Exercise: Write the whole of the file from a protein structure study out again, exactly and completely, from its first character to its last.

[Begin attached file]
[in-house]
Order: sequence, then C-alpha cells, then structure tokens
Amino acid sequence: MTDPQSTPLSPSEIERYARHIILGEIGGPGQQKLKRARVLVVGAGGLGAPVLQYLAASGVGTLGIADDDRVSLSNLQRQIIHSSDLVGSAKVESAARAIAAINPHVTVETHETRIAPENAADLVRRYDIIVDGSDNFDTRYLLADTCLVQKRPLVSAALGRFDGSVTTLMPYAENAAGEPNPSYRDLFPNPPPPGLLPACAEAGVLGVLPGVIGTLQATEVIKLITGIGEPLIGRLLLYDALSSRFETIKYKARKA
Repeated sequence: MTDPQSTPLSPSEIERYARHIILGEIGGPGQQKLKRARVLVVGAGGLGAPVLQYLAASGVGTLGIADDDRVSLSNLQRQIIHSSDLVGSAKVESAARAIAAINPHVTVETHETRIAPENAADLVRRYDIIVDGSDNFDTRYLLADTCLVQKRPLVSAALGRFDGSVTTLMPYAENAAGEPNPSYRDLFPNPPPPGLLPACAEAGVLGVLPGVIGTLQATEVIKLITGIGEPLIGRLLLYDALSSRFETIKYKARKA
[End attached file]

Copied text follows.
[in-house]
Order: sequence, then C-alpha cells, then structure tokens
Amino acid sequence: MTDPQSTPLSPSEIERYARHIILGEIGGPGQQKLKRARVLVVGAGGLGAPVLQYLAASGVGTLGIADDDRVSLSNLQRQIIHSSDLVGSAKVESAARAIAAINPHVTVETHETRIAPENAADLVRRYDIIVDGSDNFDTRYLLADTCLVQKRPLVSAALGRFDGSVTTLMPYAENAAGEPNPSYRDLFPNPPPPGLLPACAEAGVLGVLPGVIGTLQATEVIKLITGIGEPLIGRLLLYDALSSRFETIKYKARKA
Repeated sequence: MTDPQSTPLSPSEIERYARHIILGEIGGPGQQKLKRARVLVVGAGGLGAPVLQYLAASGVGTLGIADDDRVSLSNLQRQIIHSSDLVGSAKVESAARAIAAINPHVTVETHETRIAPENAADLVRRYDIIVDGSDNFDTRYLLADTCLVQKRPLVSAALGRFDGSVTTLMPYAENAAGEPNPSYRDLFPNPPPPGLLPACAEAGVLGVLPGVIGTLQATEVIKLITGIGEPLIGRLLLYDALSSRFETIKYKARKA